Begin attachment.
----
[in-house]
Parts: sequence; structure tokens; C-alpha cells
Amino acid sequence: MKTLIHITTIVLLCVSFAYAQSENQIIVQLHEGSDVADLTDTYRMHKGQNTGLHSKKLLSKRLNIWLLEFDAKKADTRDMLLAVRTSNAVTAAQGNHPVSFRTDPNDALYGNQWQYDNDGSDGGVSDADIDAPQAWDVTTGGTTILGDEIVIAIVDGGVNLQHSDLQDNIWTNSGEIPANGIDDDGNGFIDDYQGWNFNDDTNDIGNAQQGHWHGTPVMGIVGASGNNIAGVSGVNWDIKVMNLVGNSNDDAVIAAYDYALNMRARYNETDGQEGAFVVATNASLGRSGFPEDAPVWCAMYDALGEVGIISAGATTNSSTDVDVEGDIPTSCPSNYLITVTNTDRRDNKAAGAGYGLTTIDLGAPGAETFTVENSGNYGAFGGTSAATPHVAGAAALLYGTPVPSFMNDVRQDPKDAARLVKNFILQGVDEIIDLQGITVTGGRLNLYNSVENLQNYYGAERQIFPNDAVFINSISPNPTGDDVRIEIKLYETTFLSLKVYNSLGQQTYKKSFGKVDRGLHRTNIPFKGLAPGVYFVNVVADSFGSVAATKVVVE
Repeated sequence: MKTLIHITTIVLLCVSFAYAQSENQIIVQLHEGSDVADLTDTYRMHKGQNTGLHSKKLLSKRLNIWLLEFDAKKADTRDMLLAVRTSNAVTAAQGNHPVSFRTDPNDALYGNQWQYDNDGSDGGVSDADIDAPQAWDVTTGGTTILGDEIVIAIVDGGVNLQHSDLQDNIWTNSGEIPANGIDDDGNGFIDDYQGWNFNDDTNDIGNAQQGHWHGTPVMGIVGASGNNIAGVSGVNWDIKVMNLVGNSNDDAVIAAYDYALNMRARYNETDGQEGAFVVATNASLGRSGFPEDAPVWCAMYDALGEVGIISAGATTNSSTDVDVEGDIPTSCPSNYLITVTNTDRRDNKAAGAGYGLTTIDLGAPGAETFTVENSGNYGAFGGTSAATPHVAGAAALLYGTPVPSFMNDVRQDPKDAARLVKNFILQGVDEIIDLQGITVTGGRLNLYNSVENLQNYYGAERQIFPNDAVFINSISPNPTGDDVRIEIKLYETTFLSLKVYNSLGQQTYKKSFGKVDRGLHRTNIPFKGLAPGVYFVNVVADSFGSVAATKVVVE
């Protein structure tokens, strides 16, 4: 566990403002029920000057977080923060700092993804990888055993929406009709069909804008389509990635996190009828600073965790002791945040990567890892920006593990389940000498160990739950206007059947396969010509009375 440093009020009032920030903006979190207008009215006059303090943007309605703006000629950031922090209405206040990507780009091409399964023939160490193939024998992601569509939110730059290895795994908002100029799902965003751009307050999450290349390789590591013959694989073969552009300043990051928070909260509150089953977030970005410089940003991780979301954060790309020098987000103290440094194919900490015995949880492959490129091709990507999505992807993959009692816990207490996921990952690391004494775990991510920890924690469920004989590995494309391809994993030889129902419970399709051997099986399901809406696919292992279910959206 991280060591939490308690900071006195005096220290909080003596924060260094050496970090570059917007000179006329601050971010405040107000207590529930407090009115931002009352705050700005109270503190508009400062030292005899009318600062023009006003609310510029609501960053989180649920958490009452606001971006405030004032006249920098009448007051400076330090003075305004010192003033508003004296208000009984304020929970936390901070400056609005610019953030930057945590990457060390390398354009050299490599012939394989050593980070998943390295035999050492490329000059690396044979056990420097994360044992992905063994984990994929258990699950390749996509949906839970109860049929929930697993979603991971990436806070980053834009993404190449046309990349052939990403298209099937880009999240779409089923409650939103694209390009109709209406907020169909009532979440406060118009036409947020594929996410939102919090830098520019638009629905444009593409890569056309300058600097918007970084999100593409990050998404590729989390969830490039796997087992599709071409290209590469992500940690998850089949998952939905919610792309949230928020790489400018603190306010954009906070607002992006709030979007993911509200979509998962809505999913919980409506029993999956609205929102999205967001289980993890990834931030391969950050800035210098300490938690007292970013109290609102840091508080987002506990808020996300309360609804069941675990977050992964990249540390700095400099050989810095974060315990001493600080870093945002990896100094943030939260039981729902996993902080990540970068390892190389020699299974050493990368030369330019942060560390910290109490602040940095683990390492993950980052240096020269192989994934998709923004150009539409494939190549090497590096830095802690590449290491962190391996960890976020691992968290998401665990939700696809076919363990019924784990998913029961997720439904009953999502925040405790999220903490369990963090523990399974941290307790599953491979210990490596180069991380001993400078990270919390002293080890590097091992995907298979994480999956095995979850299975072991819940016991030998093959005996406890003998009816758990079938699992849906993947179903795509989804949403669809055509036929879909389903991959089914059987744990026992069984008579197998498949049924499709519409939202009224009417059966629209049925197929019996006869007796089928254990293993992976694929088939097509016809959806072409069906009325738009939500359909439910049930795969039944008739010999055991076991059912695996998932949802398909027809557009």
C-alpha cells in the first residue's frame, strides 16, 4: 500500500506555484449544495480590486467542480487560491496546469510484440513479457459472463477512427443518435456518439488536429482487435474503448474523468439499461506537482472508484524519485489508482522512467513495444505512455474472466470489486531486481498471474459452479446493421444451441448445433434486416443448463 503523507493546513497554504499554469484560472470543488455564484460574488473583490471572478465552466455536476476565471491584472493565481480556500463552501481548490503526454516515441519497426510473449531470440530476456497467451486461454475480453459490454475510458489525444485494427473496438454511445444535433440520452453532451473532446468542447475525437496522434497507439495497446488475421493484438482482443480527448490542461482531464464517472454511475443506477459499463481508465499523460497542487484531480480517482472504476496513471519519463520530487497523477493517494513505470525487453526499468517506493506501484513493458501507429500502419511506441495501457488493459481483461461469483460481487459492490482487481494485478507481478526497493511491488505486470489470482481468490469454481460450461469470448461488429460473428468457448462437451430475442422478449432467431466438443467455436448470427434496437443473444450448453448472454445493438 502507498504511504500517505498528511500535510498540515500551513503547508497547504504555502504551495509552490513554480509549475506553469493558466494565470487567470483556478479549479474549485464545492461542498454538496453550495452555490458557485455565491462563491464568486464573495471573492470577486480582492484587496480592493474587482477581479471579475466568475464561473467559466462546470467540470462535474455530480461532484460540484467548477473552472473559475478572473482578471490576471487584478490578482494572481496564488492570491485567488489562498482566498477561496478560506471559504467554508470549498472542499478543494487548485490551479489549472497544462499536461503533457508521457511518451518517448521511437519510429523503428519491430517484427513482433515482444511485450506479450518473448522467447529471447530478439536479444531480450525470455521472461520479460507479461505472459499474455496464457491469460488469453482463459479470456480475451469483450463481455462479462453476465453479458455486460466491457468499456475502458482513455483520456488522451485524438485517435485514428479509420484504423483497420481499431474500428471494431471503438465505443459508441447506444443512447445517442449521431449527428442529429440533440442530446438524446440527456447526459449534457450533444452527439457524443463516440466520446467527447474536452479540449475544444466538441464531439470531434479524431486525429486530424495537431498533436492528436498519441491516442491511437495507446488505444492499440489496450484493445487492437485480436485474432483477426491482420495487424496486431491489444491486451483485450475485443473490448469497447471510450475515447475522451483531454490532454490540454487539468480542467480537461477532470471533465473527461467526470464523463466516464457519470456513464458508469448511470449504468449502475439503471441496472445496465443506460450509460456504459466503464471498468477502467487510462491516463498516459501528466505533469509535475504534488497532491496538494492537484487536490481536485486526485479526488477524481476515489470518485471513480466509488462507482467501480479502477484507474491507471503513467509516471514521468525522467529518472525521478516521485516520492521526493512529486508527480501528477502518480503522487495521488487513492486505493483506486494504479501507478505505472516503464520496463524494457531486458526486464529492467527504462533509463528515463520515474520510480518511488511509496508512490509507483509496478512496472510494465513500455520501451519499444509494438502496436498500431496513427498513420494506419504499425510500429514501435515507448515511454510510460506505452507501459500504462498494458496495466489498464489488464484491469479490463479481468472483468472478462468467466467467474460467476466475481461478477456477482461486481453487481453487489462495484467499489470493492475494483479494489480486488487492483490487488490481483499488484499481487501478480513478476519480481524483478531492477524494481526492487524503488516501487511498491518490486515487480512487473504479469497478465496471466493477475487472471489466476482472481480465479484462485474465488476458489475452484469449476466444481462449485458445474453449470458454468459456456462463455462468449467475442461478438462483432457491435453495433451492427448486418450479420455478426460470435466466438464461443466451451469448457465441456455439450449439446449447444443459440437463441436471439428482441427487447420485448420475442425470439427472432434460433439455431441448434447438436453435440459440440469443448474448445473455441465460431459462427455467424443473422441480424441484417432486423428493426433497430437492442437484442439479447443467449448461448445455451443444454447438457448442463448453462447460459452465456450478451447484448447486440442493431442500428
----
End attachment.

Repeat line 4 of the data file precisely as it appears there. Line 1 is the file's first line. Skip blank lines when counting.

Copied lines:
Repeated sequence: MKTLIHITTIVLLCVSFAYAQSENQIIVQLHEGSDVADLTDTYRMHKGQNTGLHSKKLLSKRLNIWLLEFDAKKADTRDMLLAVRTSNAVTAAQGNHPVSFRTDPNDALYGNQWQYDNDGSDGGVSDADIDAPQAWDVTTGGTTILGDEIVIAIVDGGVNLQHSDLQDNIWTNSGEIPANGIDDDGNGFIDDYQGWNFNDDTNDIGNAQQGHWHGTPVMGIVGASGNNIAGVSGVNWDIKVMNLVGNSNDDAVIAAYDYALNMRARYNETDGQEGAFVVATNASLGRSGFPEDAPVWCAMYDALGEVGIISAGATTNSSTDVDVEGDIPTSCPSNYLITVTNTDRRDNKAAGAGYGLTTIDLGAPGAETFTVENSGNYGAFGGTSAATPHVAGAAALLYGTPVPSFMNDVRQDPKDAARLVKNFILQGVDEIIDLQGITVTGGRLNLYNSVENLQNYYGAERQIFPNDAVFINSISPNPTGDDVRIEIKLYETTFLSLKVYNSLGQQTYKKSFGKVDRGLHRTNIPFKGLAPGVYFVNVVADSFGSVAATKVVVE